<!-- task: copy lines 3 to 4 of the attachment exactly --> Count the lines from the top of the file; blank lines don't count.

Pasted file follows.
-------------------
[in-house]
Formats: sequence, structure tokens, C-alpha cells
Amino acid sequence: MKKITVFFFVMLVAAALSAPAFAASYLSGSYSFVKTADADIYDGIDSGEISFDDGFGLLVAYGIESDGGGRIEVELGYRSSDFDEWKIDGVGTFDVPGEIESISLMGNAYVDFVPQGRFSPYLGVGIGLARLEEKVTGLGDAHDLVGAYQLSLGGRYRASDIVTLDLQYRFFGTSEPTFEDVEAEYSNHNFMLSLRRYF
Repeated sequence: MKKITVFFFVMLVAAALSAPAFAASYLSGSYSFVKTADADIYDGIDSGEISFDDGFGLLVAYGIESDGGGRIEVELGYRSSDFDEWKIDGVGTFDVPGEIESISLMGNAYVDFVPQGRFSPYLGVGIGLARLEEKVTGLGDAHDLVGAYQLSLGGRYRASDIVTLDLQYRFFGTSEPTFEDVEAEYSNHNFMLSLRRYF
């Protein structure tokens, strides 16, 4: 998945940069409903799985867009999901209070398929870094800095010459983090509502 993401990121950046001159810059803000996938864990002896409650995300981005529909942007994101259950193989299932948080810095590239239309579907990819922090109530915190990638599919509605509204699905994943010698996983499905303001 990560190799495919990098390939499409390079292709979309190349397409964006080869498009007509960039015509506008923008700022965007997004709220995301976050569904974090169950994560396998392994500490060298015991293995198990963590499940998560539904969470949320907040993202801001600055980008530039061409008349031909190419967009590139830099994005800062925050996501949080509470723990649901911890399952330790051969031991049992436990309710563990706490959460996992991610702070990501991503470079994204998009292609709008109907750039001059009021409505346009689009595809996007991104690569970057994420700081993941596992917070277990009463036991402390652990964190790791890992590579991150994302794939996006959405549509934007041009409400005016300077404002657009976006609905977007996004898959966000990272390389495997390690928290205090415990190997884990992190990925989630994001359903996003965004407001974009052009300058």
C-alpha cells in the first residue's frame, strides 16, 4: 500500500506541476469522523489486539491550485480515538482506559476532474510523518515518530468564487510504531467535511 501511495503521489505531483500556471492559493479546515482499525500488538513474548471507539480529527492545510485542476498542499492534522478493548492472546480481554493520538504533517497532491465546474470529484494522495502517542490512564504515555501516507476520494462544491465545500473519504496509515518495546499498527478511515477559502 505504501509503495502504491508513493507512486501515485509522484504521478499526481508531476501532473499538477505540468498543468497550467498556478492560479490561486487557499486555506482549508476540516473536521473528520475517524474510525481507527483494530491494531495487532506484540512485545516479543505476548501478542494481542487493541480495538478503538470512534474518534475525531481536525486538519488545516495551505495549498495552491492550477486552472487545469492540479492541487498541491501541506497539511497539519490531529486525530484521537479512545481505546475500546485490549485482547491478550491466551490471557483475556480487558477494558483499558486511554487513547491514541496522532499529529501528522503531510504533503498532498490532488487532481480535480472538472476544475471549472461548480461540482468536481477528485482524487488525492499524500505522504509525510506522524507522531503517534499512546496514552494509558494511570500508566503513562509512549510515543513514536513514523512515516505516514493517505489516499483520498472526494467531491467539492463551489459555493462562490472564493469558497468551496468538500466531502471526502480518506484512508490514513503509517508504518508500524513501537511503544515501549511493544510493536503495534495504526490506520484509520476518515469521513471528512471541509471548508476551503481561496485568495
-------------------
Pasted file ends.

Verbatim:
Amino acid sequence: MKKITVFFFVMLVAAALSAPAFAASYLSGSYSFVKTADADIYDGIDSGEISFDDGFGLLVAYGIESDGGGRIEVELGYRSSDFDEWKIDGVGTFDVPGEIESISLMGNAYVDFVPQGRFSPYLGVGIGLARLEEKVTGLGDAHDLVGAYQLSLGGRYRASDIVTLDLQYRFFGTSEPTFEDVEAEYSNHNFMLSLRRYF
Repeated sequence: MKKITVFFFVMLVAAALSAPAFAASYLSGSYSFVKTADADIYDGIDSGEISFDDGFGLLVAYGIESDGGGRIEVELGYRSSDFDEWKIDGVGTFDVPGEIESISLMGNAYVDFVPQGRFSPYLGVGIGLARLEEKVTGLGDAHDLVGAYQLSLGGRYRASDIVTLDLQYRFFGTSEPTFEDVEAEYSNHNFMLSLRRYF